As he continues to trade verbal jabs with Tehran, US President Donald Trump issued a fresh barrage of threats on Monday, vowing to meet any provocation with “great force” while calling Iran “No.1 provocateur of terror.”
“We’ll see what happens, but they’ve been very hostile, they’ve truly been the number one provocateur,” Trump told reporters as he was departing for a campaign rally in Montoursville, Pennsylvania.
Washington has been “has been very much involved” in the situation with Iran – cranking up sanctions, sending over its military might and threatening war, – “because we are trying to help a lot of people out,” Trump said.
As rhetoric between the US and Iranian governments heated up in the last few days, cautious voices have been pointing out the potentially devastating consequences of an all-out war between the US and the Islamic Republic and the impact it could have on the region, including war-ravaged Iraq.
While neither of the sides appear to favor that prospect, at least publicly, Trump added fuel to his war-mongering rhetoric promising to fend off any potential provocation from Iran “with great force.”
However, asked if he had a reason to believe that such a provocation is imminent, Trump admitted that there is nothing to suggest that.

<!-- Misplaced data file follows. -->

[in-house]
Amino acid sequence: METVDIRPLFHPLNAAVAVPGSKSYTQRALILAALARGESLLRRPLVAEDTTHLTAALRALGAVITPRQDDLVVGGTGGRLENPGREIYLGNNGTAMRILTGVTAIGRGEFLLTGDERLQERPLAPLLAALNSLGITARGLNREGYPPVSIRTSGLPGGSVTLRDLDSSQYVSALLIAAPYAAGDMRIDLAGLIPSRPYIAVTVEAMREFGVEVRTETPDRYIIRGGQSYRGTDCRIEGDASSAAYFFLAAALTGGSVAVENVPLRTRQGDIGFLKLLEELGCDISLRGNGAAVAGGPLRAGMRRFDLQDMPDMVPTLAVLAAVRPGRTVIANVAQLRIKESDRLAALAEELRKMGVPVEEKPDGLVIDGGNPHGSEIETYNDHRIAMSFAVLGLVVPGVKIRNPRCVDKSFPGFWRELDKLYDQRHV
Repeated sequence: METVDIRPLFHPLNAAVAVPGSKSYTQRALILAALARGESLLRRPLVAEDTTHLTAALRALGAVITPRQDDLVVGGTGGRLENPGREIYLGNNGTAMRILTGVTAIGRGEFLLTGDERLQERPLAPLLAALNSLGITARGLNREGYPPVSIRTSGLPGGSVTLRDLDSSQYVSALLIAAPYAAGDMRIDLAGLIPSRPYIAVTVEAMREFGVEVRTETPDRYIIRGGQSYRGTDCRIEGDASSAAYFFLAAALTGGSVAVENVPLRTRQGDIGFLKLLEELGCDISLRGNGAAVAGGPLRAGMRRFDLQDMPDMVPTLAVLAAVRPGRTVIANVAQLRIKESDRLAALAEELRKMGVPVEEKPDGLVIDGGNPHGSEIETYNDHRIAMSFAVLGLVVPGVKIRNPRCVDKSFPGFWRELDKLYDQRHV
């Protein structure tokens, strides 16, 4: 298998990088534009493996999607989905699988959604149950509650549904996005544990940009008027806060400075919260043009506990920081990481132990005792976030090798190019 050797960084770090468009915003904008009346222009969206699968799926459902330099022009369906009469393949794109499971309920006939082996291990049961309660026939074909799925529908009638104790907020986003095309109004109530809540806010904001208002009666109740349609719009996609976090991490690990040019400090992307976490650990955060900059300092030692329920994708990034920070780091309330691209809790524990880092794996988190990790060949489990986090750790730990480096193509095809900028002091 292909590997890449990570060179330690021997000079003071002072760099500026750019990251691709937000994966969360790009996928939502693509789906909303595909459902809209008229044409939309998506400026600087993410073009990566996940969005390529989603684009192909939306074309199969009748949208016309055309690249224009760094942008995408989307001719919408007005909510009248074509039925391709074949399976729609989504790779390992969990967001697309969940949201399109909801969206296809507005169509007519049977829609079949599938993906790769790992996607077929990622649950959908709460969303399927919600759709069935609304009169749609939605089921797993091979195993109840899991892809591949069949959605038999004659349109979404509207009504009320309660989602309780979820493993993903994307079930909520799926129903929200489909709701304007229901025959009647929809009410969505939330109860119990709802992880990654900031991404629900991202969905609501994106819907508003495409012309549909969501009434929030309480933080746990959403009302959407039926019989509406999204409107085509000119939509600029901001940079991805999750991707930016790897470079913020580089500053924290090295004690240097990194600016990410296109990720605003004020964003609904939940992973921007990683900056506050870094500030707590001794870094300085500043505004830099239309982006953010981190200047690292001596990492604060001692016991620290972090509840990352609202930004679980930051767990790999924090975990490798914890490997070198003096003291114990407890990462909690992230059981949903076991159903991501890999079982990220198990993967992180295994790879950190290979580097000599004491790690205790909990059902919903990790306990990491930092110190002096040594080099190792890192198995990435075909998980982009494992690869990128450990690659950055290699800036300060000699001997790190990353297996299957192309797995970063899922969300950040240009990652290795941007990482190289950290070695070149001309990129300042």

“We have no indication that anything is happening or will happen, but if it does, it will be met, obviously, with great force. We’ll have no choice,” Trump said.
Having earlier on Monday refuted media reports that the US seeks talks with Iran, Trump insisted that the ball is in Iran’s court and that it is the Islamic Republic that will have to reach out to the US.
“If they call, we will certainly negotiate, but this is going to be up to them. I only want them to call if they are ready, if they are not ready, they don’t have to bother,” the US president said.
So far, Trump’s persistent threats to annihilate Iran have not encouraged Tehran to sit down for talks.
Responding to Trump’s tweet in which he professed “the official end of Iran,” if it gears up to “fight,” Iranian Foreign Minister Mohammad Javad Zarif said that Trump should “try respect” for a change, invoking historic “aggressors” like Alexander the Great and Genghis Khan, who had failed to conquer Iran.
Iranian Supreme Leader Ayatollah Ali Khamenei has rejected the prospect of negotiations with Washington, saying it would be useless to negotiate with officials who “don’t abide by anything.”
Trump started his anti-Iran offensive by unilaterally pulling out of the international landmark nuclear deal of 2015, brokered by the Obama administration and Russia. As European signatories have been failing to find ways to sidestep the reimposed US sanctions, Tehran has been gradually scaling back its own commitments in response. On Monday, Iran’s Atomic Energy Organization announced that Iran would quadruple its production of enriched uranium and increase the stockpile to 300 kilograms, the maximum quantity allowed under the deal, “within a few weeks.” If the trade issues are not resolved within the next 60 days, Iran said it would start refining uranium to higher levels of enrichment.
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